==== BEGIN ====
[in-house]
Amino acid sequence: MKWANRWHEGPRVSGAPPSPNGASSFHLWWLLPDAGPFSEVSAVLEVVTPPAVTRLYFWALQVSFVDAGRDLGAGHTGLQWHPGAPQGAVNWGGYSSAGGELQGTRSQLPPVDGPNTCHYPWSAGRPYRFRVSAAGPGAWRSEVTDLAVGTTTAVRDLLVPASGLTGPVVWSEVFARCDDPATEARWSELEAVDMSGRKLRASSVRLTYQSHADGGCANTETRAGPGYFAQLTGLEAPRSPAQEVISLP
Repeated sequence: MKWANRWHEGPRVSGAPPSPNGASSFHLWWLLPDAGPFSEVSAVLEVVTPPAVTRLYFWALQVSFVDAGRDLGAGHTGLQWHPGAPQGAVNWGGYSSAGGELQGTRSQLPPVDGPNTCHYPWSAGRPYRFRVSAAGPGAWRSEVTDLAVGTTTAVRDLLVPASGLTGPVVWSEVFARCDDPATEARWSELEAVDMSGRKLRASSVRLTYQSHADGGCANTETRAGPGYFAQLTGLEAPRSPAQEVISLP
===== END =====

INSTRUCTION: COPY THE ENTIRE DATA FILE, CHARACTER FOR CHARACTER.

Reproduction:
[in-house]
Amino acid sequence: MKWANRWHEGPRVSGAPPSPNGASSFHLWWLLPDAGPFSEVSAVLEVVTPPAVTRLYFWALQVSFVDAGRDLGAGHTGLQWHPGAPQGAVNWGGYSSAGGELQGTRSQLPPVDGPNTCHYPWSAGRPYRFRVSAAGPGAWRSEVTDLAVGTTTAVRDLLVPASGLTGPVVWSEVFARCDDPATEARWSELEAVDMSGRKLRASSVRLTYQSHADGGCANTETRAGPGYFAQLTGLEAPRSPAQEVISLP
Repeated sequence: MKWANRWHEGPRVSGAPPSPNGASSFHLWWLLPDAGPFSEVSAVLEVVTPPAVTRLYFWALQVSFVDAGRDLGAGHTGLQWHPGAPQGAVNWGGYSSAGGELQGTRSQLPPVDGPNTCHYPWSAGRPYRFRVSAAGPGAWRSEVTDLAVGTTTAVRDLLVPASGLTGPVVWSEVFARCDDPATEARWSELEAVDMSGRKLRASSVRLTYQSHADGGCANTETRAGPGYFAQLTGLEAPRSPAQEVISLP